John O’Heren had many times been more worried of the Saints than of the RCMP, mainly because the RCMP had to do things by law, which was civil. There are far less casualties when a dispute is a civil one. The Underworld Saints, however, were a whole other story altogether. They killed without regret, and that day Lisa Kim and the black man had to find that out first hand, unfortunately. So I listened to them and made them as comfortable as possible until I could get back to The Grid where I had an army and guns. The Saints don’t like to kill their own…but they will.


When we pulled up to the front gates, still peppered with our soldiers and even a few militaries, Ben came over to the car to meet us. When he saw it was me and that I was accompanied by the two Saints, his serious face cracked into a grin.

“Well looky fucking here,” he said. “They said you were coming in with a nigger. These boys don’t look like no niggers.”

“That nigger and the chink bitch won’t be coming round anytime time soon,” laughed the driver.

“They want to talk to John,” I said. “Can you let us through?”

“He’s in a meeting with that lawyer fuck dick right now, working on the terms to dip into our water supply, those cunt rats. After you got nabbed, John just broke, he barely even negotiated. One of those RCMP officers died in the explosion and the feds dropped the hammer. I guess the old man got scared. It’s fucking horrible; they are starting to set up a camp in the northeast sector to house about two hundred of these niggers and Muslims. Can you believe that shit?”

“It’s fucking disgusting,” said the one in the passenger seat.

I wasn’t really too happy with what Ben was telling me either, but I wasn’t about to start freaking out until I talked with John and got filled in personally.

“Can I see my wife and son now, please?” I asked impatiently.

Ben’s walkie-talkie went off and he stepped away for a moment. When he came back he said, “The Lawyer is coming out. Head up to O’Heren and get debriefed. Take these fine young gentlemen with you…It’s great to have you back, brother.”

“Thanks,” I said.

The gate opened and we coasted inside. It felt great passing through those gates into The Grid. I was a lot more relaxed now that we were back on my home turf. The Saints had a lot less power here. If anything it was now them who felt a little uneasy in their surroundings.

We drove through the strip, through the main market and down to headquarters, where more of our men and the military were on guard. Once we were cleared they sent us up to John.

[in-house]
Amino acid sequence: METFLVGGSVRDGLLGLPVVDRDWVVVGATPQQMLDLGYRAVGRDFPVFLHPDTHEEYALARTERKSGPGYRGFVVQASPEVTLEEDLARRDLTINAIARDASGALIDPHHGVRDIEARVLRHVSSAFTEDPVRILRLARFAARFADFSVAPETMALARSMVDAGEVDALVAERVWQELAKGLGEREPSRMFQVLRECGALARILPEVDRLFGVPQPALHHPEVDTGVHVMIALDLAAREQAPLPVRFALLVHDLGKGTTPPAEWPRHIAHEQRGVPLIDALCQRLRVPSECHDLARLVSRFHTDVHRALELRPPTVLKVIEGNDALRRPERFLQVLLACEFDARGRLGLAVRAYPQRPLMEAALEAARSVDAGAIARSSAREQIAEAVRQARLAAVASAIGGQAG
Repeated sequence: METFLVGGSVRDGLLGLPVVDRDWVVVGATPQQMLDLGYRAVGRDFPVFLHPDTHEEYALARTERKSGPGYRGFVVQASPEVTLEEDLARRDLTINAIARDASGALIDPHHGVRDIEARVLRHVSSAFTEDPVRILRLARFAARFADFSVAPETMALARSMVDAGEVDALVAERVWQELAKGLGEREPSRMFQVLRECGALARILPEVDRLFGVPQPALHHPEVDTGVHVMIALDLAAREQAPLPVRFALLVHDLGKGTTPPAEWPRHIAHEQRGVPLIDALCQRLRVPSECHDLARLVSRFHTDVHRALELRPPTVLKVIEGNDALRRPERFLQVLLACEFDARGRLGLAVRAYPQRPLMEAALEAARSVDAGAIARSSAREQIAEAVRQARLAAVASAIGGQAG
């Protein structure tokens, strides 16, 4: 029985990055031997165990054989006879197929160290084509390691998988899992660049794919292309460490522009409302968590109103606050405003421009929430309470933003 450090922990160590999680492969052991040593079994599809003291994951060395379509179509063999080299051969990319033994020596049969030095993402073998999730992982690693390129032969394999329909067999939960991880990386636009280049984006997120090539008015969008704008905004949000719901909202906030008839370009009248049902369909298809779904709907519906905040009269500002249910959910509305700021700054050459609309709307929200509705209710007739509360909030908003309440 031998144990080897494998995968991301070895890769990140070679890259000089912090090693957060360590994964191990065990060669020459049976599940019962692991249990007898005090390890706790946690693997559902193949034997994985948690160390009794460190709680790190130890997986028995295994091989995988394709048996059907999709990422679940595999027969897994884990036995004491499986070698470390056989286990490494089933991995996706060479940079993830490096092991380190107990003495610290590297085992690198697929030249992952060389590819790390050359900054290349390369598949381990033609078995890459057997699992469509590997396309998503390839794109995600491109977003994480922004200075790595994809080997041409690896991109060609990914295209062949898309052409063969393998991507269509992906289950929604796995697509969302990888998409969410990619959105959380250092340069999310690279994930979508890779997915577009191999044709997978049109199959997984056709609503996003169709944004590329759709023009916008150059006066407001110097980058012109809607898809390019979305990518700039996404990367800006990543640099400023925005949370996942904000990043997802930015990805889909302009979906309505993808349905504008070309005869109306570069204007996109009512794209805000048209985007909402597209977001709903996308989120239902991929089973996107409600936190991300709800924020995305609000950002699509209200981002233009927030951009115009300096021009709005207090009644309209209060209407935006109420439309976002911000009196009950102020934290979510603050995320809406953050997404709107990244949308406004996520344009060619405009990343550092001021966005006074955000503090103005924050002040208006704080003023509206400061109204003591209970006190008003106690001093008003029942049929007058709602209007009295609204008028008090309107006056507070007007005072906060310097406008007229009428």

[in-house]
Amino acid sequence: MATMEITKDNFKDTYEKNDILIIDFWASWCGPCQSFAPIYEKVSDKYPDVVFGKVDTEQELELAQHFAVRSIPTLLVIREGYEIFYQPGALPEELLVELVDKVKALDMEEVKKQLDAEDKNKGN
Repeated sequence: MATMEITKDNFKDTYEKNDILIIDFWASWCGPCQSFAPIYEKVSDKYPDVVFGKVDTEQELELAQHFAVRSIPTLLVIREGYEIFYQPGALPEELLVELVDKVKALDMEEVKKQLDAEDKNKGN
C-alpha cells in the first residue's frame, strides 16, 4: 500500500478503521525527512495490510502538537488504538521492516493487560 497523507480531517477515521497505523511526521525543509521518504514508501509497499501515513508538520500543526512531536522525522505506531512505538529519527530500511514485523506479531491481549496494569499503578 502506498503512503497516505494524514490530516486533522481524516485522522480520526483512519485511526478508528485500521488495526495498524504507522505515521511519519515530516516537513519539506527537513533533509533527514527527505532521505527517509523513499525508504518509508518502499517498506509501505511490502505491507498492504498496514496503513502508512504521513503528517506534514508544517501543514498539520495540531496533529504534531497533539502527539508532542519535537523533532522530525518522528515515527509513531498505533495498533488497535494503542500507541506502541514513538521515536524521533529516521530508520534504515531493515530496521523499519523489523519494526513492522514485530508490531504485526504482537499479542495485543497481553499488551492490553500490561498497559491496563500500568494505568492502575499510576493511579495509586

His daughter, Ginger, welcomed us in. “Mr.O’Heren would like to see Deacon privately before he speaks with you gentlemen, okay? You can just have a seat while you wait.”

They sat down and Ginger ushered me into the office, closing the door behind her. John smiled and came over to me so he could give me a hug.

“I’m glad you’re okay, son,” he said. “Tell me everything.”

As he requested, I told him everything: From being kidnapped by Lisa Kim and her band of multicultural bandits, to their plans to exchange my well-being for resources, to the Underworld Saints crashing into the van, killing Lisa and the black man.

John stared out the window, a comforting sight I thought I might never see again.

“While I am grateful these men have returned you safely, I fear they may have started a chain of vengeance. Now, of all times, we need to distance ourselves from extremists and their ideologies. I would have gladly paid the ransom if it would have kept the peace.”

“Speaking of resources, sir, I can’t say that I am happy about the camps in the northeast.”

“I can’t say that I am either,” he replied, his eyes lost out the window. “But it’s only temporary. One has to learn when to attack and when to bide his time. We are outnumbered in our efforts. To go to war now would ruin the chance for our future. Do you understand?”

“Yes, sir.”

“Good. Now get back to your wife and son and let me deal with the thugs. They, no doubt, have ideas of how to cash in the favor we owe them after your safe return…I will have to let them down gently, I suppose. But I want you to take tomorrow off as well. Get some rest. Relax.”

“Are you sure you don’t want me to stay here? Just in case?”

“These boys wouldn’t dream of hurting me. They’re not that stupid. Go on…”

He didn’t have to tell me twice. I was already halfway out the door.